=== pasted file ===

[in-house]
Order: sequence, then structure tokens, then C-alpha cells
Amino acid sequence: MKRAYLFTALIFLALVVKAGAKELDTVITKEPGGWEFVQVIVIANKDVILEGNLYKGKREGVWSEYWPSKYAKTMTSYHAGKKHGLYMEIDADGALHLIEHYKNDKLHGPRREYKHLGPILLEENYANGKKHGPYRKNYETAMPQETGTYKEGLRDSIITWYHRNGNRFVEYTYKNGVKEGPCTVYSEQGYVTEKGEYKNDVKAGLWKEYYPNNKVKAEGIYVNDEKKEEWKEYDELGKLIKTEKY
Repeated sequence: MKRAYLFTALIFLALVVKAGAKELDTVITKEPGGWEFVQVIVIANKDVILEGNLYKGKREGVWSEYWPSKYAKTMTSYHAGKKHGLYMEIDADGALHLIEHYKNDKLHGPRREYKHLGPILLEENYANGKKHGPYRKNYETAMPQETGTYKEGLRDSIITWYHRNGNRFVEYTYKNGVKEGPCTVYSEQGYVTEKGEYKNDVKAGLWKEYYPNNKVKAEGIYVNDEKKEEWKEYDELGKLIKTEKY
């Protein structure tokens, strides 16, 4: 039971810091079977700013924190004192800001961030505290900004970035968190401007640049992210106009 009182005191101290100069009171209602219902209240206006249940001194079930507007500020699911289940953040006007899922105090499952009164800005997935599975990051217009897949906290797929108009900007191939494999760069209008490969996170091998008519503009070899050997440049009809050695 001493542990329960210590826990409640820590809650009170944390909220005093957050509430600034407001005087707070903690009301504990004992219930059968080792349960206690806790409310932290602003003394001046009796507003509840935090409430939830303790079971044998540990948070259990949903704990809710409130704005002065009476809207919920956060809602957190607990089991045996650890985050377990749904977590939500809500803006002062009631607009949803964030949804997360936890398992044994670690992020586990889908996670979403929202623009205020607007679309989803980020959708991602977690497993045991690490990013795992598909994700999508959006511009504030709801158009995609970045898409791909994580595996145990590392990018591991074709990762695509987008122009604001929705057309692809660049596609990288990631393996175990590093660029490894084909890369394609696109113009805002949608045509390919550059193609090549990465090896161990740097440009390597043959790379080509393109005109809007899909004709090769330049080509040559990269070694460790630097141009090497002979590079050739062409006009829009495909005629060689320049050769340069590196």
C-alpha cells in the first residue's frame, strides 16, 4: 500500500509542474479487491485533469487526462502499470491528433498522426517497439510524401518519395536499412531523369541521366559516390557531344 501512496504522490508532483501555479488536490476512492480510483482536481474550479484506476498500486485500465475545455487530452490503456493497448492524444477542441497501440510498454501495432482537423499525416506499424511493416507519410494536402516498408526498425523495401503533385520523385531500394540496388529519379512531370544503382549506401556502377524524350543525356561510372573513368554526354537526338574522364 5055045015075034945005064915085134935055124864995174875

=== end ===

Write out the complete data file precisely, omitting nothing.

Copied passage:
[in-house]
Order: sequence, then structure tokens, then C-alpha cells
Amino acid sequence: MKRAYLFTALIFLALVVKAGAKELDTVITKEPGGWEFVQVIVIANKDVILEGNLYKGKREGVWSEYWPSKYAKTMTSYHAGKKHGLYMEIDADGALHLIEHYKNDKLHGPRREYKHLGPILLEENYANGKKHGPYRKNYETAMPQETGTYKEGLRDSIITWYHRNGNRFVEYTYKNGVKEGPCTVYSEQGYVTEKGEYKNDVKAGLWKEYYPNNKVKAEGIYVNDEKKEEWKEYDELGKLIKTEKY
Repeated sequence: MKRAYLFTALIFLALVVKAGAKELDTVITKEPGGWEFVQVIVIANKDVILEGNLYKGKREGVWSEYWPSKYAKTMTSYHAGKKHGLYMEIDADGALHLIEHYKNDKLHGPRREYKHLGPILLEENYANGKKHGPYRKNYETAMPQETGTYKEGLRDSIITWYHRNGNRFVEYTYKNGVKEGPCTVYSEQGYVTEKGEYKNDVKAGLWKEYYPNNKVKAEGIYVNDEKKEEWKEYDELGKLIKTEKY
């Protein structure tokens, strides 16, 4: 039971810091079977700013924190004192800001961030505290900004970035968190401007640049992210106009 009182005191101290100069009171209602219902209240206006249940001194079930507007500020699911289940953040006007899922105090499952009164800005997935599975990051217009897949906290797929108009900007191939494999760069209008490969996170091998008519503009070899050997440049009809050695 001493542990329960210590826990409640820590809650009170944390909220005093957050509430600034407001005087707070903690009301504990004992219930059968080792349960206690806790409310932290602003003394001046009796507003509840935090409430939830303790079971044998540990948070259990949903704990809710409130704005002065009476809207919920956060809602957190607990089991045996650890985050377990749904977590939500809500803006002062009631607009949803964030949804997360936890398992044994670690992020586990889908996670979403929202623009205020607007679309989803980020959708991602977690497993045991690490990013795992598909994700999508959006511009504030709801158009995609970045898409791909994580595996145990590392990018591991074709990762695509987008122009604001929705057309692809660049596609990288990631393996175990590093660029490894084909890369394609696109113009805002949608045509390919550059193609090549990465090896161990740097440009390597043959790379080509393109005109809007899909004709090769330049080509040559990269070694460790630097141009090497002979590079050739062409006009829009495909005629060689320049050769340069590196």
C-alpha cells in the first residue's frame, strides 16, 4: 500500500509542474479487491485533469487526462502499470491528433498522426517497439510524401518519395536499412531523369541521366559516390557531344 501512496504522490508532483501555479488536490476512492480510483482536481474550479484506476498500486485500465475545455487530452490503456493497448492524444477542441497501440510498454501495432482537423499525416506499424511493416507519410494536402516498408526498425523495401503533385520523385531500394540496388529519379512531370544503382549506401556502377524524350543525356561510372573513368554526354537526338574522364 5055045015075034945005064915085134935055124864995174875